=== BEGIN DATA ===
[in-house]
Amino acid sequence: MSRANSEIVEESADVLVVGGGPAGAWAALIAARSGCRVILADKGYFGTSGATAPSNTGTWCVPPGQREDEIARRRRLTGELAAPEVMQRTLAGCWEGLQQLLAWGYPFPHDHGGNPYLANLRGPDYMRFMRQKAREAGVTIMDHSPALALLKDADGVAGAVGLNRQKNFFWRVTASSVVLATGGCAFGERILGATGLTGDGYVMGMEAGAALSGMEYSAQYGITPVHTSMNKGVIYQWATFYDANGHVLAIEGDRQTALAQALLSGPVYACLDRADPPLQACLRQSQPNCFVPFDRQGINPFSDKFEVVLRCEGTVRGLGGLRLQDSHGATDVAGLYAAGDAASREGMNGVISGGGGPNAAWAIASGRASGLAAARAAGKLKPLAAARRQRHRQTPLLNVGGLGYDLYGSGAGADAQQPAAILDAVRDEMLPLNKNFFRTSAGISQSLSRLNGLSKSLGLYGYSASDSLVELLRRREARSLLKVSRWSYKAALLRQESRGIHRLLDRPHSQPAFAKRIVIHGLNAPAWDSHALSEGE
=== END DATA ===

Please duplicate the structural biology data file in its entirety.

[in-house]
Amino acid sequence: MSRANSEIVEESADVLVVGGGPAGAWAALIAARSGCRVILADKGYFGTSGATAPSNTGTWCVPPGQREDEIARRRRLTGELAAPEVMQRTLAGCWEGLQQLLAWGYPFPHDHGGNPYLANLRGPDYMRFMRQKAREAGVTIMDHSPALALLKDADGVAGAVGLNRQKNFFWRVTASSVVLATGGCAFGERILGATGLTGDGYVMGMEAGAALSGMEYSAQYGITPVHTSMNKGVIYQWATFYDANGHVLAIEGDRQTALAQALLSGPVYACLDRADPPLQACLRQSQPNCFVPFDRQGINPFSDKFEVVLRCEGTVRGLGGLRLQDSHGATDVAGLYAAGDAASREGMNGVISGGGGPNAAWAIASGRASGLAAARAAGKLKPLAAARRQRHRQTPLLNVGGLGYDLYGSGAGADAQQPAAILDAVRDEMLPLNKNFFRTSAGISQSLSRLNGLSKSLGLYGYSASDSLVELLRRREARSLLKVSRWSYKAALLRQESRGIHRLLDRPHSQPAFAKRIVIHGLNAPAWDSHALSEGE